I’m not saying the Obama administration arranged for North Korea’s internet activity to go completely dark as payback for the Sony hack, but if they did it’s a very cool gangsta move. A few hours ago N.Y. Times reporters Nicole Perlroth and David Sanger wrote that North Korea’s internet completely died today. CloudFlare, an Internet company based in San Francisco, confirmed Monday that North Korea’s online access was “toast.” I think we all know…er, suspect what happened.

It would be inappropriate for Michael Lynton and Amy Pascal to assume or say anything, but behind closed doors I’m sure they’re exchanging high-fives.

The Times story notes that “while perhaps a coincidence, the failure of the country’s computer connections began only hours after President Obama declared Friday that the United States would launch a ‘proportional response‘ to what he termed an act of ‘cybervandalism’ against Sony Pictures.”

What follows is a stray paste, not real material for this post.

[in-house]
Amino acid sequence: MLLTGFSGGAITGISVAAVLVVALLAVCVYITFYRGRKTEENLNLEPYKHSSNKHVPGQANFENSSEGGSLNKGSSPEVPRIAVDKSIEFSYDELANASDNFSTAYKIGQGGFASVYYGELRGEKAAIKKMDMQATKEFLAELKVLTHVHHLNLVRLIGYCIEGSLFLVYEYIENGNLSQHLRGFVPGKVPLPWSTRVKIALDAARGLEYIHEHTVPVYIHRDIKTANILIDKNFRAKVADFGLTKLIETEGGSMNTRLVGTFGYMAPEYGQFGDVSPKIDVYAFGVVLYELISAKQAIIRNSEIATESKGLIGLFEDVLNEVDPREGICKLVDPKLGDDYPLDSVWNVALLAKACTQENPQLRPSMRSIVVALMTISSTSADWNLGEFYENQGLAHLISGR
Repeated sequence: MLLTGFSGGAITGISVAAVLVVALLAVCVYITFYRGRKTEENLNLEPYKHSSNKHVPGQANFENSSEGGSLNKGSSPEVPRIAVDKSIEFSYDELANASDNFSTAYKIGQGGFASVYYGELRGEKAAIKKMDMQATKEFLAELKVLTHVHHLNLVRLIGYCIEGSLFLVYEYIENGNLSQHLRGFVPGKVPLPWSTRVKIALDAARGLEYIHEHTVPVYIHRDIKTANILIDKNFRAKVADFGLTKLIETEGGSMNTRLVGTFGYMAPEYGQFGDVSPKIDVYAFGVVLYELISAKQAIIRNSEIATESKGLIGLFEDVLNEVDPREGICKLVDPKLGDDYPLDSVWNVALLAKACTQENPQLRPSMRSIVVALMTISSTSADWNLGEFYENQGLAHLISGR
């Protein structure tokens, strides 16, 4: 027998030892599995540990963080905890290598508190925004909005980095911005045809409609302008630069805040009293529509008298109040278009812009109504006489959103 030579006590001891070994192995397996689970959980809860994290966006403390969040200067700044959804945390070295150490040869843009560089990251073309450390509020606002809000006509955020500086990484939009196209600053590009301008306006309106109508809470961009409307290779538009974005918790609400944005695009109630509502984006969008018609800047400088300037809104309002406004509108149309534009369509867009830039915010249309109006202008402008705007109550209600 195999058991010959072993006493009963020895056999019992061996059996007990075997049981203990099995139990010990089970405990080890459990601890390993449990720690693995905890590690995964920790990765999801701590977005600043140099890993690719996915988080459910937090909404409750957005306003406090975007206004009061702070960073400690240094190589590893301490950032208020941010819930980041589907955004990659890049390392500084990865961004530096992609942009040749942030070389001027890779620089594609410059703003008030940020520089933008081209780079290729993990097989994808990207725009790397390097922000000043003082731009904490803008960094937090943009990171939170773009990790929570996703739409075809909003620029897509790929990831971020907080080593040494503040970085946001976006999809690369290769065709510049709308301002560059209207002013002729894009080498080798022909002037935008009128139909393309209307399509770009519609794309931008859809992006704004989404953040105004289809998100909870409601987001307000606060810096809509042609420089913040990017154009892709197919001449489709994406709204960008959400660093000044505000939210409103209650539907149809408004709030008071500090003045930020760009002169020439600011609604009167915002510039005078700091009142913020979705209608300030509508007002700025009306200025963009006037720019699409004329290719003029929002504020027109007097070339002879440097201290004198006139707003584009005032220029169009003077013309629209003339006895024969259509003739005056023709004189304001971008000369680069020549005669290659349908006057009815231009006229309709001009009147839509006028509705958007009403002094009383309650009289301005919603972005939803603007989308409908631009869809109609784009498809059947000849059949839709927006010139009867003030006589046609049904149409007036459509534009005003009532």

It also quotes a State Department spokeswoman, Marie Harf, as telling reporters on Monday, “We aren’t going to discuss, you know, publicly operational details about the possible response options,” adding that “as we implement our responses, some will be seen, some may not be seen.”

The story observed that American officials “who had described over the weekend how they were intensely focused on the country’s telecommunications connections through China — and how they had asked the Chinese government for help in cutting off the North’s ability to send malicious code around the world — declined to discuss what befell those connections. ‘I guess accidents can happen,’ one said in a very brief telephone conversation.”